A FAMILY who gave up their normal life to move to the rainforest with their three children say they have been threatened with jail and deportation.
Greg Dickens, 37, and his partner Guen Bradbury, 36, wanted to spend 15 months traveling through the great outdoors while sending their children to rural schools.
The travel influencers were excited to leave Cambrigeshire for a trip of a lifetime to the rainforest.
And Greg and Guen hoped this experience would give Talpha (six), Martes (four) and Lutra (one) a tropical taste of a very different home life.
But the family “couldn’t navigate Guyana’s bureaucracy” and were denied a visa extension, meaning their trip had to be cut short because of “the pain of detention.”
The family first left the UK on April 17 for Georgetown, Guyana, the reported daily mirror.
They then flew to the town of Lethem, about 350 miles away, where they took a survival course designed to prepare them for life in the jungle.
Afterward, the family made their way into the rainforest, where they met “poison dart frogs, piranhas, caimans, whipscorpions” and a “rat the size of a dog.”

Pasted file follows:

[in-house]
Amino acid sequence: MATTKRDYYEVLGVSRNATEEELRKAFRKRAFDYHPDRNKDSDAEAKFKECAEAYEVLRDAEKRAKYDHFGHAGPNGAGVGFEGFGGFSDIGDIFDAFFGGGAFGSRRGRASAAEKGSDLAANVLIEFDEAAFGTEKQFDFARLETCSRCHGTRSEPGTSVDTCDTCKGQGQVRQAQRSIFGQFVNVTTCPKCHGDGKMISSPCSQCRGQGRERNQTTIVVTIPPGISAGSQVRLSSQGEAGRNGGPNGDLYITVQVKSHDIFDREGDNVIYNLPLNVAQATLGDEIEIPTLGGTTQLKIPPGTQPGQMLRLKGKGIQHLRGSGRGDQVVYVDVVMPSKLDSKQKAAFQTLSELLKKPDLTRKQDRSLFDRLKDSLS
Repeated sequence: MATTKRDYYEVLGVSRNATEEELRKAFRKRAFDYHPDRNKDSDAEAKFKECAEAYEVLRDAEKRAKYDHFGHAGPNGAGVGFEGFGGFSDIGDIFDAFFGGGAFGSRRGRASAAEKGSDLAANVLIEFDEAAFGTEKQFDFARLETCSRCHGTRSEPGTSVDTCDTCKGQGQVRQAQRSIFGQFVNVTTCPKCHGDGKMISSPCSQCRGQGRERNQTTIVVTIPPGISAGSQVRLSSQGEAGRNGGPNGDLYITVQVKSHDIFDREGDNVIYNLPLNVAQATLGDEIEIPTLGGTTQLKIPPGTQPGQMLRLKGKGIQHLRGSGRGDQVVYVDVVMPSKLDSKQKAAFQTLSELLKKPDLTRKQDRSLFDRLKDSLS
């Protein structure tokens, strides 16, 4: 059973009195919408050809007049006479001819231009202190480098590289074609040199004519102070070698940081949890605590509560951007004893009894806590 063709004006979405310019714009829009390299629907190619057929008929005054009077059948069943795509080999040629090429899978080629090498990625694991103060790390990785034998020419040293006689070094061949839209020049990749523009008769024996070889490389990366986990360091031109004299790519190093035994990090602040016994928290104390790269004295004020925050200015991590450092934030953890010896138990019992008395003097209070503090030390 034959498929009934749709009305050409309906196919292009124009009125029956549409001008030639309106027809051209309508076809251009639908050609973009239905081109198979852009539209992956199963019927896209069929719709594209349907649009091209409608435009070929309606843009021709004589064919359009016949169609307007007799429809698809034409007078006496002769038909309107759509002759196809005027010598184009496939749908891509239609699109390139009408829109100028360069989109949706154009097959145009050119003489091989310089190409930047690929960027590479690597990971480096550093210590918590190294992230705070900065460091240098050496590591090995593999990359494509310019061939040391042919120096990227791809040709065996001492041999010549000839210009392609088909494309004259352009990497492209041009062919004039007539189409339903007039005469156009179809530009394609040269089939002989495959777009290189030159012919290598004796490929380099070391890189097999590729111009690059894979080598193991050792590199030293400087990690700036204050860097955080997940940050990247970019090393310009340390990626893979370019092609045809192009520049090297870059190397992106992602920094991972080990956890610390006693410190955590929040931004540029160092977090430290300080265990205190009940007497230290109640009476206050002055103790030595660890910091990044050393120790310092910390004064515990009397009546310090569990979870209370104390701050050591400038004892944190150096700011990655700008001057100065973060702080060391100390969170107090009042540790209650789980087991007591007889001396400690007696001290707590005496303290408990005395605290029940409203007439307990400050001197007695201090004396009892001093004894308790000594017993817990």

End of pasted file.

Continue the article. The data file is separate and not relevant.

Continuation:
A few uncomfortable nights followed, including one night when no fewer than eight different species of ants invaded their lair.
But there were also many moments of joy spent braving the wild habitat, such as quality family time spent spotting river otters and eating “giant piranhas” for dinner.
And they also enjoyed an unforgettable journey along the tropical Essequibo River from Surama to Rock Landing.
They had hoped to travel to other villages and end up at a research center in Guyana.
However, their trip ended abruptly due to visa problems that threatened them with imprisonment.
Proud dad Greg nevertheless described the adventure as a “great time” for the whole family.
They embarked on the Amazon journey after both taking sabbaticals from their medical innovation jobs at research and product development company Innovia Technology.
Estimating the total cost of the tour at £30,000, the adventurers said both their families would support their plans and the experience they would offer the children.
Instead, they are now making their way into the jungle 1,500 miles north of Panama and also have their sights set on a future trip to Tanzania, Malawi or Belize.
But a trip to Africa still remains on the horizon for them, as dad Greg joked: “Our ‘How do South Americans raise their kids’ tour will be intercontinental.”